I, on the other hand, having never used either, find the difference in printed ids in
def f(): pass f, id(f)
(<function f at 0x00868158>, 8814936)
at least mildly disturbing. Do you only need to do such matching for complex objects that get the <type name at 0x########> representation?
This hardly seems worth discussing :)
Then it's a topic for me <wink>!
It's a pointer. Pointers are printed in hex. It's Just The Way It Is. I don't know why.
Actually, the "0x00868158" above is produced by C's %p format operator. So, in fact, ANSI C is probably why it is The Way It Is.
repr starts with %p, but %p is ill-defined, so Python goes on to ensure the result starts with "0x". C doesn't even say that %p produces hex digits, but all C systems we know of do(*), so Python doesn't try to force that part.
As to "why hex?", it's for low-level debugging. For example, stack, register and memory dumps for binary machines almost always come in some power-of-2 base, usually hex, and searching for a stored address is much easier if it's shown in the same base.
OTOH, id(Q) promises to return an integer that won't be the same as the id() of any other object over Q's lifetime. CPython returns Q's memory address, but CPython never moves objects in memory, so CPython can get away with returning the address. Jython does something very different for id(), because it must -- the Java VM may move an object in memory.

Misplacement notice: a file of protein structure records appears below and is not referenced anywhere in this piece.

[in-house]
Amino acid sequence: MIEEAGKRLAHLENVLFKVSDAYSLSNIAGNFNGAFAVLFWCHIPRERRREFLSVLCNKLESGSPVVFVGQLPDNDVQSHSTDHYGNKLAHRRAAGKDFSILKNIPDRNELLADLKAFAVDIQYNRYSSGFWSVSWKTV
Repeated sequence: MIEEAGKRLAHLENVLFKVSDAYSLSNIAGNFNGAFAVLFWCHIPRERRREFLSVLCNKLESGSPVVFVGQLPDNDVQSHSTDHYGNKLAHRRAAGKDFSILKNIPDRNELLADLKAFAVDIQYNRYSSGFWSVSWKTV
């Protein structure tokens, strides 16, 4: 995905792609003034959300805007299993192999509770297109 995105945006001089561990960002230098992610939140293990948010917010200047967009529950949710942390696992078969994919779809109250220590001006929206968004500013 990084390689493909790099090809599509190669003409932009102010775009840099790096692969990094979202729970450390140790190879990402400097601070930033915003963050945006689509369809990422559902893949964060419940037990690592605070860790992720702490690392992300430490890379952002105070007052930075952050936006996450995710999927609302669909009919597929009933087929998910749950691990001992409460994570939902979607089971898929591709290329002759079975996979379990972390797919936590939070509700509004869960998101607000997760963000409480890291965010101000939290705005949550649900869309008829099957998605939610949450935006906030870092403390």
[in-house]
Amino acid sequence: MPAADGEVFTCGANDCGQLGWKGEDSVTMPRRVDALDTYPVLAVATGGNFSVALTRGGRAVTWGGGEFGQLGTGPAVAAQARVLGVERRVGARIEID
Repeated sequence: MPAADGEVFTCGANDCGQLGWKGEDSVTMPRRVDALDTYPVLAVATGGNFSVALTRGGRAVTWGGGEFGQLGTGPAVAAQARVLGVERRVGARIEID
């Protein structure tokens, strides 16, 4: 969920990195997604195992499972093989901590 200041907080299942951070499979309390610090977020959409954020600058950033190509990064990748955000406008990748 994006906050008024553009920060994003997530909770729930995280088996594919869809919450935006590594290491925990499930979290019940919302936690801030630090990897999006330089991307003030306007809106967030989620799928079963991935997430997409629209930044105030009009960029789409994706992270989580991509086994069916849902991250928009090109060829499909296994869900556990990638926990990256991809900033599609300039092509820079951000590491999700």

Python doesn't promise to return a postive integer for id(), although it may have been nicer if it did. It's dangerous to change that now, because some code does depend on the "32 bit-ness as a signed integer" accident of CPython's id() implementation on 32-bit machines. For example, code using struct.pack(), or code using one of ZODB's specialized int-key BTree types with id's as keys.
Speaking of which, current ZODB has a positive_id() function, used to format id()'s in strings where a sign bit would get in the way.
(*) The %p in some C's for early x86 systems, using "segment + offset" mode, stuck a colon "in the middle" of the pointer output, to visually separate the segment from the offset. The two parts were still shown in hex, though.